There are a number of immigrants in Summerville, some of whom are living in South Carolina without legal permission. Whether their visas have expired or they never had them to begin with, immigrants outside the legal system are at particular risk of immigration detention and deportation. The deportation process is hardly quick, however, which means that many people are held by Immigration and Customs Enforcement longer than they would have initially assumed.
A federal judge in Massachusetts has recently held, however, that immigrants cannot be held indefinitely without a bond hearing. Though the ruling currently only affects Massachusetts, this kind of ruling could find its way to South Carolina, too. Especially with a growing number of court cases that find a right to bond hearings, federal courts in South Carolina may soon be persuaded to issue their own such rulings.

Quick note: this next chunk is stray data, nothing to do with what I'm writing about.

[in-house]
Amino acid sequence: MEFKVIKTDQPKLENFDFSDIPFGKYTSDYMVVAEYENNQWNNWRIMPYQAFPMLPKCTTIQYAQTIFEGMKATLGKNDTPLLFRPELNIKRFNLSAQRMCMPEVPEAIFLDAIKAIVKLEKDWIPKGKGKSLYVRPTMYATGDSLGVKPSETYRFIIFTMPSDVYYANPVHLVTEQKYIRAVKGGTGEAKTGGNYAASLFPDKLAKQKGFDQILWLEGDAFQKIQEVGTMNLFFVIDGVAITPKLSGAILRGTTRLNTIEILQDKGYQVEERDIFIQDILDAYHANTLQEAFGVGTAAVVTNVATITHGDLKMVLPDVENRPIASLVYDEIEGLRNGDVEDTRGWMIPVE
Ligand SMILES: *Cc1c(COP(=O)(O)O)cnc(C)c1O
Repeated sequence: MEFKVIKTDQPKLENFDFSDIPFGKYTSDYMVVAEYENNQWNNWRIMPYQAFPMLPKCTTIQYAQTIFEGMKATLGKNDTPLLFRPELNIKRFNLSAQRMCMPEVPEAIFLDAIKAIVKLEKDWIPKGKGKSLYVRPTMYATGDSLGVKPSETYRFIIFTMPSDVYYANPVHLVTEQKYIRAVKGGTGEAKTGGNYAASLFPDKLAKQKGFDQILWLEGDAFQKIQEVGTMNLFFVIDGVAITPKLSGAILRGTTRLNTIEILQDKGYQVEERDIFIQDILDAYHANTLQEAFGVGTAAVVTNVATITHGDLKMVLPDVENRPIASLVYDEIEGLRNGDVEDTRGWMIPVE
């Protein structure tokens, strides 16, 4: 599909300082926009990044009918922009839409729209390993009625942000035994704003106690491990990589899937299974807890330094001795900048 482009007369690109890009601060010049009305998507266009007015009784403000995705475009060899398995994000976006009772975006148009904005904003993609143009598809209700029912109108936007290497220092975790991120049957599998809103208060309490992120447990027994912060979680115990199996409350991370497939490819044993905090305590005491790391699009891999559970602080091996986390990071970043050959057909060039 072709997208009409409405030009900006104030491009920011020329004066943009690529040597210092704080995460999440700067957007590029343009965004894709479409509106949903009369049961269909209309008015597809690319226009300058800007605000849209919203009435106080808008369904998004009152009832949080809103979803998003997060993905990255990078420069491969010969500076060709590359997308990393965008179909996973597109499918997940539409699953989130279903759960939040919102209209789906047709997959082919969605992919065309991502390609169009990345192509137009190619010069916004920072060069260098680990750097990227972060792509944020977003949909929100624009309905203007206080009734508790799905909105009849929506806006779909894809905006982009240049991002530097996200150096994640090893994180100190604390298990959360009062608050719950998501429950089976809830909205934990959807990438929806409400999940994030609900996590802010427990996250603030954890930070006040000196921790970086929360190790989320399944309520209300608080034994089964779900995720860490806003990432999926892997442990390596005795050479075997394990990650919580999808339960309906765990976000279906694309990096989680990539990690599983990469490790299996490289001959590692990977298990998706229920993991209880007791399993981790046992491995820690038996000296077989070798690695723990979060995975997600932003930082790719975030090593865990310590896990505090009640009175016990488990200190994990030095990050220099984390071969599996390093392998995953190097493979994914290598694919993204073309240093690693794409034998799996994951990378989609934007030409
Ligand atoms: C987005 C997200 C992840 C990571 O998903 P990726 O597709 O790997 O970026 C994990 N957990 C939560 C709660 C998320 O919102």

A bond hearing is the first step to getting an immigration bond which allows immigrants to re-enter the community while they wait for their deportation hearing. If these detained immigrants are facing a possible deportation, being out on bond gives them the ability to see their families before they are removed from the country. It also gives them the chance to put their affairs in order.
The judge in this case held that the Constitution does not allow the federal government to detain immigrants for more than six months without giving them a chance to argue for their release. Moreover, he noted that immigrants held longer than six months "suffer irreparable harm each day they are detained," an insight that many within ICE have not made.
Source: Courthouse News Service, "ICE Violated Rights With Prolonged Detentions," Jamie Ross, May 30, 2014